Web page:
Finally, people with disabilities who live in institutions such as long-term care residences, psychiatric facilities and detention centres may be particularly vulnerable to the virus, in part due to staffing issues and greater difficulty in achieving physical distancing, or in securing personal protective equipment. This vulnerability has led to calls from UN experts for accelerated deinstitutionalization of persons with disabilities worldwide.

Inclusion-Related Rights

Other risks to the rights of persons with disabilities during the pandemic include those that can prevent their full inclusion and participation in society. For example, under the Convention, the Charter, and domestic human rights legislation, persons with disabilities have the right to reasonable accommodations in schools, workplaces and other public places in order to exercise their rights to education, work, and participation in the community.

Moreover, member states have a general obligation under the Convention to “closely consult with and actively involve persons with disabilities” when deciding how to fulfill these obligations.

In terms of work and education, the pandemic presents opportunities as well as risks for persons with disabilities. For some, education and work may be more accessible than ever due to the increasing normalization of remote work and remote learning. However, others may be unable to work or continue their education from home due to financial or practical barriers, such as a lack of necessary equipment or support.

Although the pandemic affects everyone’s ability to participate in the community, research from the United Kingdom indicates that adults with disabilities are more likely to experience loneliness and related mental health impacts during the pandemic. These findings may indicate that persons with disabilities require additional support in order to protect their mental health and their related ability to participate in the community on an equal basis with others. This may be particularly true for people with mental health-related disabilities.

In terms of consultation, Canada’s approach has been highlighted by the Office of the United Nations High Commissioner for Human Rights (OHCHR) as a positive example. The COVID-19 Disability Advisory Group was established in April 2020 to provide the government with advice on the lived experiences of persons with disabilities, including challenges in accessing health care, public health information, and employment and income support.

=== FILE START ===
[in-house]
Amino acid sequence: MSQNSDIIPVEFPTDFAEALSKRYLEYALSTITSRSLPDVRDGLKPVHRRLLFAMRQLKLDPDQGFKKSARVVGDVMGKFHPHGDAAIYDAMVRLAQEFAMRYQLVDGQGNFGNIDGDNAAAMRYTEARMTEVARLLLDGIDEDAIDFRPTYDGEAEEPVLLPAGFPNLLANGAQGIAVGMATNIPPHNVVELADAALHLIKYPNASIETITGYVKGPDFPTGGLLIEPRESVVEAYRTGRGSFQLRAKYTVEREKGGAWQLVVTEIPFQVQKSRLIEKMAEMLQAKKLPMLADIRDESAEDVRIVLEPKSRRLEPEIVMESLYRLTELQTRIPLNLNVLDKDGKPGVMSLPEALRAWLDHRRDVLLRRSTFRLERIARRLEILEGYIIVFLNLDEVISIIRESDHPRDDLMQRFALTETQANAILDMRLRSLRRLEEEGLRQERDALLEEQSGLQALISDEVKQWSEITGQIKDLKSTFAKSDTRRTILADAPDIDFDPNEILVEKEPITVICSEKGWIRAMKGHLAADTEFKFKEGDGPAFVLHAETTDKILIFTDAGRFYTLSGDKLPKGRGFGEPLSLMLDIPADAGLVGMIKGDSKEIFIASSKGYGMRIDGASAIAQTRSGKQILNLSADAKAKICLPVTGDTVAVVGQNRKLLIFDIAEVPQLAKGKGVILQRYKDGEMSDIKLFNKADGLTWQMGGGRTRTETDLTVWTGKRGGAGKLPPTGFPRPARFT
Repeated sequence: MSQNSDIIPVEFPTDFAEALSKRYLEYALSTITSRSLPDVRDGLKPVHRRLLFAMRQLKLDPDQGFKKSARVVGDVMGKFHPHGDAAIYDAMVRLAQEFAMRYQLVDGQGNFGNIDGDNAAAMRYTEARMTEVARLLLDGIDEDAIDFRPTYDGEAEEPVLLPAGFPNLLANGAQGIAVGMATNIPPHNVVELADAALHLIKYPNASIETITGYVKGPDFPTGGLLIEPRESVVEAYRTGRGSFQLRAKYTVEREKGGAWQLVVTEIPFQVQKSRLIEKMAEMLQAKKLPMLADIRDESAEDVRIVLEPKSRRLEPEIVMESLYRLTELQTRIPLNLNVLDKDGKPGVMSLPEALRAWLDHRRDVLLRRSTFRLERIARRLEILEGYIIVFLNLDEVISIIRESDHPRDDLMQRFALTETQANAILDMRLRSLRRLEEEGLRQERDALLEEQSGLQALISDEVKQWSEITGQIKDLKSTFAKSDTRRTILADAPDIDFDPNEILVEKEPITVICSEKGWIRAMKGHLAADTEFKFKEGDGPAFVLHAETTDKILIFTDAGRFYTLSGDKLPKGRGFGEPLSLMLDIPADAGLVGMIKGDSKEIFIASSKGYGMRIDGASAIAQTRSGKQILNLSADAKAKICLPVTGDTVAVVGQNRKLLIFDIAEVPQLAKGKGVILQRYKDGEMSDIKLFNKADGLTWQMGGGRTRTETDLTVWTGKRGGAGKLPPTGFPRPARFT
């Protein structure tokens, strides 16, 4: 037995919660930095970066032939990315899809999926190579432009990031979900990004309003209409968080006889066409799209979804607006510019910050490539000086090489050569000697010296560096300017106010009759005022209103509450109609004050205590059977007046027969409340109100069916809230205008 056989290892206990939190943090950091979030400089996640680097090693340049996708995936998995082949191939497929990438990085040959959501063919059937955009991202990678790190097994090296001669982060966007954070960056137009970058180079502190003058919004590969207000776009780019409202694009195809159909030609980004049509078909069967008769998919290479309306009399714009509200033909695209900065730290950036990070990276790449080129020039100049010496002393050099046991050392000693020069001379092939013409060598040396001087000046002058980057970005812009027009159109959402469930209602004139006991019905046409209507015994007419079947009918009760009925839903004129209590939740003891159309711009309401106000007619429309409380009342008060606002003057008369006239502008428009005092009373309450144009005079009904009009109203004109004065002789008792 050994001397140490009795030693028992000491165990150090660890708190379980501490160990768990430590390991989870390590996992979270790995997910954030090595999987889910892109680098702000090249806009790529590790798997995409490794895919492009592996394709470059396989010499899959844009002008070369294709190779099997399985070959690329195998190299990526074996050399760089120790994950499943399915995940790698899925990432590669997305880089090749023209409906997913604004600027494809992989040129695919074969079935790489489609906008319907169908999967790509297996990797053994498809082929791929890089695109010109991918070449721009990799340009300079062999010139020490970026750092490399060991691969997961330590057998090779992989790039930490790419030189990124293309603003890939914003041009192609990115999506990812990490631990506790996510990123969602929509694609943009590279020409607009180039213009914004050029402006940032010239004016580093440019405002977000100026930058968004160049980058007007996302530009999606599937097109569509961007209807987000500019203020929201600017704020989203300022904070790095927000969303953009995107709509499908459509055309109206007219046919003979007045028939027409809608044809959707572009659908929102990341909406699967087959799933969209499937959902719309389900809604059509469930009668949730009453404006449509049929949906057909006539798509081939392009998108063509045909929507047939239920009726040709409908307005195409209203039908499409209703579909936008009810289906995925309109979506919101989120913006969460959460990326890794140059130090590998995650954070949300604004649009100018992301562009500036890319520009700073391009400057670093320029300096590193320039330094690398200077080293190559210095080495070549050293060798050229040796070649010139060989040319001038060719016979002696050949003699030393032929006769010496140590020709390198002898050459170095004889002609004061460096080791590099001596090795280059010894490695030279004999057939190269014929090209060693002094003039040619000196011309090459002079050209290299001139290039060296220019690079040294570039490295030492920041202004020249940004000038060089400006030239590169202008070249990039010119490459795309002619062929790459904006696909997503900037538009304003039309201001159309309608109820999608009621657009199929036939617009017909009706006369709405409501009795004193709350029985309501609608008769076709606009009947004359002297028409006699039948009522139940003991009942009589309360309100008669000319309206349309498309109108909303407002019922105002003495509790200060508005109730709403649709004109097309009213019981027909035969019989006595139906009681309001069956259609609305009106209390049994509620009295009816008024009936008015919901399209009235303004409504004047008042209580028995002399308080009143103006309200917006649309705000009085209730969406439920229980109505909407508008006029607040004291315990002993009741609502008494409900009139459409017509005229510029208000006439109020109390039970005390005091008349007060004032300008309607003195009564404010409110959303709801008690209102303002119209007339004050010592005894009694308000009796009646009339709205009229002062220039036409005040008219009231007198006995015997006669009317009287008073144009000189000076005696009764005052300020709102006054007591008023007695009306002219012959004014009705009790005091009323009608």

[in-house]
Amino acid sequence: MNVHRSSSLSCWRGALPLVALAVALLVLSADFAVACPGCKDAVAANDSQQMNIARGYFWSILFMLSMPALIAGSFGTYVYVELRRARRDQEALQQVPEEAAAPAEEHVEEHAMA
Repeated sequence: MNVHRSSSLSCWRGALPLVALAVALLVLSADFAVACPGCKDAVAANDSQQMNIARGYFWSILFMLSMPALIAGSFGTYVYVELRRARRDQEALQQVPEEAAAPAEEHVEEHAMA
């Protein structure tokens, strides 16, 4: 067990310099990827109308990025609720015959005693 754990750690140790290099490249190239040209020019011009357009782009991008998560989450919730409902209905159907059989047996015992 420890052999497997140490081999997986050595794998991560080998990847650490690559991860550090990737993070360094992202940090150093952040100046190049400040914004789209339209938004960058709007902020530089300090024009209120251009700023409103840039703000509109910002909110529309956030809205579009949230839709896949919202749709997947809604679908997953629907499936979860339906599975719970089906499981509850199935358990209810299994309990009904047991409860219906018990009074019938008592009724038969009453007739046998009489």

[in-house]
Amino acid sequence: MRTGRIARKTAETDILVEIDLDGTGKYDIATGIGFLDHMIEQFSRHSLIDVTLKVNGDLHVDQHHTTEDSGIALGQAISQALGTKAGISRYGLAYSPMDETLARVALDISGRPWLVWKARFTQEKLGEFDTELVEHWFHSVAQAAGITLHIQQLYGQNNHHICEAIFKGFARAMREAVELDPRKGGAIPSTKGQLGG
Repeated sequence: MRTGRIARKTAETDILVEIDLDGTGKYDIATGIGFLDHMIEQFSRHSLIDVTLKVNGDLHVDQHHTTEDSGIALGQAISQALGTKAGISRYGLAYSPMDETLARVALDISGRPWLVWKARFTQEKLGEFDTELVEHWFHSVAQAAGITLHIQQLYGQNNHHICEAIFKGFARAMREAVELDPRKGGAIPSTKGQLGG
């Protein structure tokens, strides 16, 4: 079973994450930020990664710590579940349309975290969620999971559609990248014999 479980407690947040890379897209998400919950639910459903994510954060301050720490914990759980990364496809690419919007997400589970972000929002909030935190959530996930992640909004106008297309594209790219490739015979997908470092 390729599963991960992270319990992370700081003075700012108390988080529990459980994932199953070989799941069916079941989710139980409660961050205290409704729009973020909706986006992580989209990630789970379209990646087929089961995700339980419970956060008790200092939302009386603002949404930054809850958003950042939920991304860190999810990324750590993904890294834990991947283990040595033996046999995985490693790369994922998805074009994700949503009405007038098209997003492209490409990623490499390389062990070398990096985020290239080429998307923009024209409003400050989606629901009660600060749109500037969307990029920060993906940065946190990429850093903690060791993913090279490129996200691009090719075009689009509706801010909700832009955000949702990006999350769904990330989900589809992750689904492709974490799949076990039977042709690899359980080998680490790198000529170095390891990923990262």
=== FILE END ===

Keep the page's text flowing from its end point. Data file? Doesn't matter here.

This announcement followed the 24 March recommendations from disability-related groups, which called for “a Citizen’s Task Force inclusive of people with disabilities, their families, and relevant civil society organizations to monitor evolving needs and advise on remedial strategies in real time.”

Internationally Recognized Positive Practices

In addition to Canada’s COVID-19 Disability Advisory Group, positive international examples that were highlighted by the OHCHR in its guidance note include the following:

  • Issuing guidance on medical triage that explicitly prohibits discrimination on the basis of disability (San Marino Republic and United States)
  • Providing emergency shelter to those who may require physical distancing, and do not otherwise require more advanced medical services (Argentina)
  • Issuing recommendations for teachers to support the education of children with disabilities who need to remain isolated (Ecuador)
  • Launching a national program to make coronavirus testing available to persons with disabilities in their homes (United Arab Emirates)
  • Removing persons with disabilities from various institutions to live with their families, where possible (Spain and Switzerland)
  • Relaxing strict confinement rules to allow persons with disabilities to have opportunities to get outside (France and United Kingdom)

Additional Resources

Canadian Human Rights Commission, Disability Rights.

Council of Europe Human Rights Commissioner, Persons with disabilities must not be left behind in the response to the COVID-19 pandemic, 2 April 2020.

Julian Walker, Library of Parliament, The United Nations Convention on the Rights of Persons with Disabilities: An Overview, 27 February 2013.

Office of the United Nations High Commissioner for Human Rights, COVID-19 and the Rights of Persons with Disabilities: Guidance, 29 April 2020.

Author: Robert Mason, Library of Parliament